Visual Discrimination

Visual discrimination is just one of the seven types of visual perception impacting visual efficiency.  While the word “discriminate” has many different meanings, visual discrimination refers to the ability to tell the difference between things. Someone who has “discriminating taste” can tell the difference between Heinz and off brand ketchup, for example.

This blog post is part of a series highlighting Visual Perception

Visual discrimination

What is visual discrimination

Visual discrimination can be defined as the ability to is determine and classify objects, symbols, shapes, etc. by differences in color, form, size, texture, or orientation, or shape by the eyes receiving visual input and analyzing that information.

Visual discrimination occurs by the eyes and brain detecting differences in objects, utilizing working memory and stored memory to determine distinct differences or matched features.

This visual skill is necessary for reading, writing, math skills, play, activities of daily living, and essentially all aspects of utilizing visual input.

Visual discrimination is a skill that kids need for so many skills.  From identifying and matching socks when getting dressed and doing laundry to recognizing subtle differences in multiple choice problems, visual discrimination is a visual perceptual skill that allows kids to excel in reading, writing, and math activities or struggle!

When explaining visual discrimination, it is important to understand it’s role in visual perception as part of the overall visual processing system. One aspect of visual processing is the component of visual motor skills. Included in visual motor skills are three main areas:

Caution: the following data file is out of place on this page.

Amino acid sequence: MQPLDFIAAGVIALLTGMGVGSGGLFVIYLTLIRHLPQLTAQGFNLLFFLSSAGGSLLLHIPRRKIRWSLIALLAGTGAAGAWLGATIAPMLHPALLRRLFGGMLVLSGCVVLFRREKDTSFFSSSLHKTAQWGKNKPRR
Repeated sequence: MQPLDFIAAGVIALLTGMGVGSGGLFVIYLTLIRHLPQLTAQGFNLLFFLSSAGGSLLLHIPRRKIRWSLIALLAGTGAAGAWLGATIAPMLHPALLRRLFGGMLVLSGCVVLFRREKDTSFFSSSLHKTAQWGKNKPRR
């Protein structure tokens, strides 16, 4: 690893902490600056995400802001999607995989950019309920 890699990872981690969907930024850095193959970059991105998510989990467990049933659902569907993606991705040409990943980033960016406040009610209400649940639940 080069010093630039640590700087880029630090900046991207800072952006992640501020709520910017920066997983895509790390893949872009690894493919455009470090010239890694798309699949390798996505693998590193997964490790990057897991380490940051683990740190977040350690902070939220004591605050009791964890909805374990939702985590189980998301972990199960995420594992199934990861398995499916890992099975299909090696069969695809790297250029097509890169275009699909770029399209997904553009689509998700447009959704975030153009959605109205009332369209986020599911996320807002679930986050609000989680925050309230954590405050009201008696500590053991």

Visual motor skills are made up of several areas:

1. Visual Processing Skills- how the eyes move and collect information. Visual processing skills includes visual tracking, convergence, saccades, visual fixation, and visual attention. A component of visual processing includes visual efficiency.

2. Visual Perceptual Skills- ability to make sense of what we see. Visual perceptual skills are essential for everything from navigating our world to reading, writing, and manipulating items. Visual perception includes visual memory, visual closure, form constancy, visual spatial relations, visual discrimination, visual attention, visual sequential memory, and visual figure ground.  

3. Eye-Hand Coordination- Using the visual input effectively and efficiently with the hands allows us to manipulate and manage objects and items. This area enables us to use visual information in a motor action. Eye-hand coordination requires fine motor dexterity, strength, shoulder stability, core stability, etc.

Why is Visual Discrimination Important?

Visual discrimination is critical for reading fluency, writing, and other academic areas.  It is also important in everyday activities.

  • Finding matching pairs of socks in the drawer. Picking out the navy versus black socks
  • Determining when a letter is reversed in handwriting or on paper. Read here about letter reversals and the role visual discrimination plays in reversing letters.
  • Picking out the sugar versus the flour when cooking
  • Using shampoo before conditioner when they are in similar bottles
  • Reading a map to follow the direction of roads
  • Selecting the correct items in the grocery store
  • Picking out two identical buttons to sew on a shirt from a pile of 30 similar ones
  • Scanning a pile of receipts to find the correct one
  • Looking for a phone number, while scanning a page or ad

How is Visual Discrimination related to reading or dyslexia?